Crime, death, destruction and all the other bad news can become so common in that even as journalists we can forget to see the other side of the good.
We can spend all our time showing and telling the bad news that we skip the good to get on to telling the story of the next tragedy. Within every tragedy there is usually someone or something that shines a light of hope, love, or just a reminder that a little caring can make a difference. Don’t forget to tell those stories.
In 2004 I had the privilege to make two trips to Guatemala. While in Chichicastenango, Guatemala documenting missionary and humanitarian aid work there, I was introduced to a sad story. Among the Quiche-speaking indigenous people of that area, statistically 60 out of every 1,000 babies die before reaching the age of five in this region or Guatemala. I saw extremely underweight babies, a child with clubbed feet and hundreds of women bringing their children to a milk program to help them provide nutrition for their children. Thatâ€™s where the silver-lining started showing up.
I spent time documenting a clinic and milk program, but one of the highlights of my time there was getting to spend time with a little boy named Daniel.
Daniel was one of those babies that would statistically be unlikely to live past five, but Daniel had beat the statistics. He was six years old when I met him. As a baby he had been through an extreme fever and was mentally and physically impaired as a result. He is considered blind and over his six years of life had never spoken although his sensitivity made him scream when touched. He lived on a wide bed in his familyâ€™s cement block house under a tin roof where his mother provided the best care she could.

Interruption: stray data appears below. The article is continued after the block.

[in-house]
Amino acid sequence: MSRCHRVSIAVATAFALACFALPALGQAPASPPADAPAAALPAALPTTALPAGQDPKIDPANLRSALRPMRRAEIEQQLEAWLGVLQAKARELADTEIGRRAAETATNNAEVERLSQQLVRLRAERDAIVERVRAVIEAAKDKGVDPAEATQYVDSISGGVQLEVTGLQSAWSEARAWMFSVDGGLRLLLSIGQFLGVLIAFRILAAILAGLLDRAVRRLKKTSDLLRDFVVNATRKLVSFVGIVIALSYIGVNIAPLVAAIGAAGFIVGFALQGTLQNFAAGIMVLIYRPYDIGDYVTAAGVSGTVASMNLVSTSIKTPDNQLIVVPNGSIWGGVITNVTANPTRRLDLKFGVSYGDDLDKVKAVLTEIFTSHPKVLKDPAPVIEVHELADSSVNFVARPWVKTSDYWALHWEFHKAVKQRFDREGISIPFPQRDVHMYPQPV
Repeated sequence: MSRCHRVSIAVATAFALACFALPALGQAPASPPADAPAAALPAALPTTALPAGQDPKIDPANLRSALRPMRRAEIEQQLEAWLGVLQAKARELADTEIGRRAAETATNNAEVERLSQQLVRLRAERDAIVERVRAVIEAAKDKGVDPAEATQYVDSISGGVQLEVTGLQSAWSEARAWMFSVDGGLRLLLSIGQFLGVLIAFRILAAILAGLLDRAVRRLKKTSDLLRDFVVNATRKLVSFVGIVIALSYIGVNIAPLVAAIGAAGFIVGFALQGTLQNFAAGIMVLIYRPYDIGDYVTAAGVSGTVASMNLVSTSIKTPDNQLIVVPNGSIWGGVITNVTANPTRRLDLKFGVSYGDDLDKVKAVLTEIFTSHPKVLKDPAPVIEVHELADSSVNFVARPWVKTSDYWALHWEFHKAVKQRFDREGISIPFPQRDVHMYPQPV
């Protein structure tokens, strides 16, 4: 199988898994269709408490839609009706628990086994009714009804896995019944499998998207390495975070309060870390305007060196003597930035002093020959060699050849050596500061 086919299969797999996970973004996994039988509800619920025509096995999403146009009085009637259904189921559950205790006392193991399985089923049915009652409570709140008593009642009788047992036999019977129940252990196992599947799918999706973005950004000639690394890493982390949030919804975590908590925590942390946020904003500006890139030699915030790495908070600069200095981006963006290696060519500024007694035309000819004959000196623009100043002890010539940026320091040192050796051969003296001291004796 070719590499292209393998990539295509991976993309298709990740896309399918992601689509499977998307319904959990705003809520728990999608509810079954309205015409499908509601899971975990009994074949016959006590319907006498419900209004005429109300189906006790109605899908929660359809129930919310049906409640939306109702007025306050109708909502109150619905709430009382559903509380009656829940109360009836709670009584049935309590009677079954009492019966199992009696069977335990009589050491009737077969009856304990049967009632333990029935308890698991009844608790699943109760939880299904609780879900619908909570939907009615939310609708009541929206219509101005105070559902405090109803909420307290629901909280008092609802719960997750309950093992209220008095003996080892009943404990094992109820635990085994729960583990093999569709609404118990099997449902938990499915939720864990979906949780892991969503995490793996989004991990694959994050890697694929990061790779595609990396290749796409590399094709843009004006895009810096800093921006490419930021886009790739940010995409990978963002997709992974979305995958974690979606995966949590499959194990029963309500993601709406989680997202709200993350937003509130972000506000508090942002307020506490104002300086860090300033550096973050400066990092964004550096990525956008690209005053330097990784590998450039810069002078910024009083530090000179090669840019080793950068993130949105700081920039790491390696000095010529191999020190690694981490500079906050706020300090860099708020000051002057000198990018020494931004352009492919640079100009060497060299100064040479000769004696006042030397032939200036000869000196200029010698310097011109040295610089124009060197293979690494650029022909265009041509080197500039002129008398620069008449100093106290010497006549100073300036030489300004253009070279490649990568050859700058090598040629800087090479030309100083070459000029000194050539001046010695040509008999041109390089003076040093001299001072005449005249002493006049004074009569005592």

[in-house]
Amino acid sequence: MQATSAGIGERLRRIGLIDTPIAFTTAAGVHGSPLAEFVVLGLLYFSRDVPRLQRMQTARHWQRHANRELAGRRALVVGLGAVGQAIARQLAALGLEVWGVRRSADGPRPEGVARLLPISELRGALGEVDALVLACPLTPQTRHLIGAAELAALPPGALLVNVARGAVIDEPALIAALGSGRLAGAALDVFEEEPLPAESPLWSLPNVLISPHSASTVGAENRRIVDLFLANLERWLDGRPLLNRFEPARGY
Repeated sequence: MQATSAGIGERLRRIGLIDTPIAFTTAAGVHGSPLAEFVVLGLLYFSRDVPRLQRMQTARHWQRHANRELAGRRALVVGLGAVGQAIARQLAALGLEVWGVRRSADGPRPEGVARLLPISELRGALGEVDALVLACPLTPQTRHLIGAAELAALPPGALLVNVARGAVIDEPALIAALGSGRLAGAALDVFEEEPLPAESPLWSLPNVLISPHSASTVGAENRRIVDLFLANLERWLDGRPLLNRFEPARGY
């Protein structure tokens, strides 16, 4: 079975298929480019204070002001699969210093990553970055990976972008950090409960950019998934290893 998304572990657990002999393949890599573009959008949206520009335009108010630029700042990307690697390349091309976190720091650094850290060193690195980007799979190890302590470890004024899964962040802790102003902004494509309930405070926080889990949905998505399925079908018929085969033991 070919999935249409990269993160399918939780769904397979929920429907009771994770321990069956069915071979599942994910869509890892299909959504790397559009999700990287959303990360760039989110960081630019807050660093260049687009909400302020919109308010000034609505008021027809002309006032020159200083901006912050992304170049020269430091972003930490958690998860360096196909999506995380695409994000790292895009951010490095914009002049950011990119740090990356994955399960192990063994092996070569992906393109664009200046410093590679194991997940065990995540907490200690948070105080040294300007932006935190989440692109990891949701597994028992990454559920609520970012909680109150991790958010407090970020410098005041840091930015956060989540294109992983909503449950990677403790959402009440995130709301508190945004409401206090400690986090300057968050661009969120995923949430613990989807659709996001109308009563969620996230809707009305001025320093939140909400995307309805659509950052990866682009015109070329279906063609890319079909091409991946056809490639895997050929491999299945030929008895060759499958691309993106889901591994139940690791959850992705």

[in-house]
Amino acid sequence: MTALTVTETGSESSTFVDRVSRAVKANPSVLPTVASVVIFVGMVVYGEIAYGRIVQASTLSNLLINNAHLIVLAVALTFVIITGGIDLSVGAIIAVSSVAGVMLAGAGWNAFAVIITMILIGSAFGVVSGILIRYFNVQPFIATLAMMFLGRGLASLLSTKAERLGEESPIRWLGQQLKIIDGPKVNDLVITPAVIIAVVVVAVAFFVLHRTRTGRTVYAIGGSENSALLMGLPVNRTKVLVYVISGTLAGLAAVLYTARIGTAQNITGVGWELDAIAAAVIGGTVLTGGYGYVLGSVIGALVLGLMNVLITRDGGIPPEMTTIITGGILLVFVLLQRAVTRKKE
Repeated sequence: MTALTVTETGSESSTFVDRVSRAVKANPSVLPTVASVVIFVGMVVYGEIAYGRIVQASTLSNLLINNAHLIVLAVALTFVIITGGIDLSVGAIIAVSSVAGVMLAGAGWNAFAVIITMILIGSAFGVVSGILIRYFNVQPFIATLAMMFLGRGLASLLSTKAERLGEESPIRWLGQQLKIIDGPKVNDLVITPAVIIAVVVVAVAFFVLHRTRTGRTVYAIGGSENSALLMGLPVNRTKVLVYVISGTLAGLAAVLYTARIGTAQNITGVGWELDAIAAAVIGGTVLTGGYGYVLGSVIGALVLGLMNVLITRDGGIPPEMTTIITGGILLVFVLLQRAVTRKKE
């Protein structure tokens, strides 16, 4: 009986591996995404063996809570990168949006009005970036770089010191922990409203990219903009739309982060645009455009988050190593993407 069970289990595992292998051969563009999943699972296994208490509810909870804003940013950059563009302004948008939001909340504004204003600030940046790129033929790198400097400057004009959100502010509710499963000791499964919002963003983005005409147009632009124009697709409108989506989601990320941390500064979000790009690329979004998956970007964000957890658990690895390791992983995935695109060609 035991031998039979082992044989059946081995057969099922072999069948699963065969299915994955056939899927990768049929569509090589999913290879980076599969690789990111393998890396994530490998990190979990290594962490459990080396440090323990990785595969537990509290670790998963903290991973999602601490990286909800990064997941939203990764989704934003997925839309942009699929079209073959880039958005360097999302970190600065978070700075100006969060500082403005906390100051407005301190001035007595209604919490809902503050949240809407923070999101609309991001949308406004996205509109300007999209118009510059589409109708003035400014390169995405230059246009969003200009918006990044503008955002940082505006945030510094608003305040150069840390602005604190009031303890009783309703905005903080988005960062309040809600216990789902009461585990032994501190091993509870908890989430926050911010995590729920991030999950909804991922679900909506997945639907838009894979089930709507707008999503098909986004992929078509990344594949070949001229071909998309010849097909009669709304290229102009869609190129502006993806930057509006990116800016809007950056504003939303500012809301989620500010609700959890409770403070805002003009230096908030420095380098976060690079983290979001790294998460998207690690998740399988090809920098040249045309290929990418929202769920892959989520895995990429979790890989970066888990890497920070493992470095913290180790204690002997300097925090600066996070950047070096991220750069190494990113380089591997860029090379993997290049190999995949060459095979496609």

That was the sad reality, but the story I got to tell was of how that reality was changing. Through a rudimentary therapy program, Daniel was showing improvements and was responding well and gradually began to expressed enjoyment of the attention and therapy he received.
Six-year-old Danielâ€™s mother gives him a drink during a therapy session at their home. Daniel is physically disabled since a high fever during his infancy. Through the medical assistance of a missionary outreach, his physical condition and responses have been improving.
Daniel giggles while being tickled by caregiver Shawn Helwer. Through physical therapy, Daniel has gone from screaming when touched to giggling and laughing during his semi-regular therapy sessions provided by volunteers from a local medical outreach in Chichicastenango, Guatemala.
Whether youâ€™re covering a crime-ridden neighborhood or showing how the economic downturn is sending people into bankruptcy, donâ€™t gloss over it or stop there. Dig a little deeper and find the stories of how lives are also being helped by the people and organizations that are bringing a ray of light into the sad situations of life. Your informative and objective story might actually help someone see that there is a reality of hope as well as despair.
For information about the organization that is helping provide care for Daniel and other children in Guatemala, visit www.aselsi.org
Michael Shead is a photojournalist and writer with experience in small town journalism as well as international video documentaries. He serves as Communications Director at Resurrection Life Church in Grandville, Michigan. He also teaches photojournalism at Cornerstone University.